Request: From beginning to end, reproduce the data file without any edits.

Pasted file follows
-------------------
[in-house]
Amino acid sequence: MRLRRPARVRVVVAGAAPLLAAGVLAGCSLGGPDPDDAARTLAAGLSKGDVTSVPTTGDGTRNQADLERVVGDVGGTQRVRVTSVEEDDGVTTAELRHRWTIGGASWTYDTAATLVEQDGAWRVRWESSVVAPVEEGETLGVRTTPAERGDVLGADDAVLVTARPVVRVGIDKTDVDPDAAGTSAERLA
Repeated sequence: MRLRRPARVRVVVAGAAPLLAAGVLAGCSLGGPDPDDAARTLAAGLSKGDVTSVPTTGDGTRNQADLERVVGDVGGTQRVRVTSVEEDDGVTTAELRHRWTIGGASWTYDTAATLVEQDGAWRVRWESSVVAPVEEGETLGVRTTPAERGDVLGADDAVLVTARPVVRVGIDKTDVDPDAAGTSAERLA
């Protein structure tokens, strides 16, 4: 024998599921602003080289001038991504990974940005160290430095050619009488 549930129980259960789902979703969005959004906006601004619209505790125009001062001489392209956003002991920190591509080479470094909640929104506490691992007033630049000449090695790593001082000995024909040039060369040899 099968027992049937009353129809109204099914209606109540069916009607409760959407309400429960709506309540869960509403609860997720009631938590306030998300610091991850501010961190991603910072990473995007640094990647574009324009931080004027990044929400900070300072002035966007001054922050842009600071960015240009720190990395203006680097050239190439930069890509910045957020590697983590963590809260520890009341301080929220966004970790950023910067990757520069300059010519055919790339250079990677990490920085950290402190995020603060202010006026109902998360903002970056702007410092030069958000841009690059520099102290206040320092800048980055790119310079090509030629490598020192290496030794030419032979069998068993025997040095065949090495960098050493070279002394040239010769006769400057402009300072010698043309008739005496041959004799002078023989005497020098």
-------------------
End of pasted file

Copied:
[in-house]
Amino acid sequence: MRLRRPARVRVVVAGAAPLLAAGVLAGCSLGGPDPDDAARTLAAGLSKGDVTSVPTTGDGTRNQADLERVVGDVGGTQRVRVTSVEEDDGVTTAELRHRWTIGGASWTYDTAATLVEQDGAWRVRWESSVVAPVEEGETLGVRTTPAERGDVLGADDAVLVTARPVVRVGIDKTDVDPDAAGTSAERLA
Repeated sequence: MRLRRPARVRVVVAGAAPLLAAGVLAGCSLGGPDPDDAARTLAAGLSKGDVTSVPTTGDGTRNQADLERVVGDVGGTQRVRVTSVEEDDGVTTAELRHRWTIGGASWTYDTAATLVEQDGAWRVRWESSVVAPVEEGETLGVRTTPAERGDVLGADDAVLVTARPVVRVGIDKTDVDPDAAGTSAERLA
């Protein structure tokens, strides 16, 4: 024998599921602003080289001038991504990974940005160290430095050619009488 549930129980259960789902979703969005959004906006601004619209505790125009001062001489392209956003002991920190591509080479470094909640929104506490691992007033630049000449090695790593001082000995024909040039060369040899 099968027992049937009353129809109204099914209606109540069916009607409760959407309400429960709506309540869960509403609860997720009631938590306030998300610091991850501010961190991603910072990473995007640094990647574009324009931080004027990044929400900070300072002035966007001054922050842009600071960015240009720190990395203006680097050239190439930069890509910045957020590697983590963590809260520890009341301080929220966004970790950023910067990757520069300059010519055919790339250079990677990490920085950290402190995020603060202010006026109902998360903002970056702007410092030069958000841009690059520099102290206040320092800048980055790119310079090509030629490598020192290496030794030419032979069998068993025997040095065949090495960098050493070279002394040239010769006769400057402009300072010698043309008739005496041959004799002078023989005497020098």